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Tis the season to be mindful

Tis the season to be mindful

October 18, 2006

Why yes, I did just steal that title from Mir. But it seems only fair since I am mentioning her awesome post today.

She gave everyone a challenge, to pick a charity and volunteer at least one day between now and Christmas. It sounds easy enough doesn’t it? But how many of us will do something? And just how many of us will sit back and hand out excuses instead? I include myself in this. If there were a prize for good intentions, you know other than paving the road to Hell, I’d have it.

And so I am going to take up this challenge. I am not sure what exactly I am going to do yet. I do know that I want to include the children in this endeavor.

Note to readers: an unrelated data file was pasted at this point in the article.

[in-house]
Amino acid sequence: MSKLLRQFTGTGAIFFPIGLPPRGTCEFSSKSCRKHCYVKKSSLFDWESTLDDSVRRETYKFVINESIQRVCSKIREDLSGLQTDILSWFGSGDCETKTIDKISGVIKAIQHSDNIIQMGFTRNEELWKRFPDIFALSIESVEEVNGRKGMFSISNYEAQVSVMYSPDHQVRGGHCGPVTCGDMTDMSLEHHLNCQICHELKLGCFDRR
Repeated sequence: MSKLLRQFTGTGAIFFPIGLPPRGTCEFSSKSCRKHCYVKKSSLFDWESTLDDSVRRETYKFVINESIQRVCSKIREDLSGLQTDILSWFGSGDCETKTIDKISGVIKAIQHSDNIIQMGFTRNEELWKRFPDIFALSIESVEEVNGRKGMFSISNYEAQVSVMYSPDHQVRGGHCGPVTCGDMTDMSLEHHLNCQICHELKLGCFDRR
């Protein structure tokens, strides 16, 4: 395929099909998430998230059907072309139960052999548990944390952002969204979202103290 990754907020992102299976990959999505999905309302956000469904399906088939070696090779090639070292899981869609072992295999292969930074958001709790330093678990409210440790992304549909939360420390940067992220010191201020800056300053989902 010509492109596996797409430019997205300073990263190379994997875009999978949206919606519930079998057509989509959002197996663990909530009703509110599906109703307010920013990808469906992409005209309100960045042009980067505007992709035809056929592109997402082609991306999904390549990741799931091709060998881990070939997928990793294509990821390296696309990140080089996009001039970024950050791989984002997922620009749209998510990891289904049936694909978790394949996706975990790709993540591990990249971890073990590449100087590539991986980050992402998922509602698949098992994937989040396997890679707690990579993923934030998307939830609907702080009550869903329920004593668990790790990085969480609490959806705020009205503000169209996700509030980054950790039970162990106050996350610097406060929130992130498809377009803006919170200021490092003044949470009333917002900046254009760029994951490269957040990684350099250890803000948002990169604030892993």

My children are growing up privileged in a way that I wasn’t as a child. It is something that they take for granted.

And yet I want to teach them that with privilege comes responsibility. And I am not talking about money, giving money is easy. And while it is a good thing, charities always need money, it is also an easy cop out. Giving of yourself is more important. Giving of your time, your spirit, your energy. Teaching my children that everyone is worthy of our time. And that it is infinitely more fulfilling to give a part of yourself than the detached act of writing a check.

And so this holiday season, while we all run around buying presents, decorating our homes, planning our meals, remember that the season to be mindful is all year long. But what better time to start than right now.

Be mindful. You cannot get all worked up over everything being “just perfect” when your focus is on giving of yourself rather than on stuff. How will you help others this year?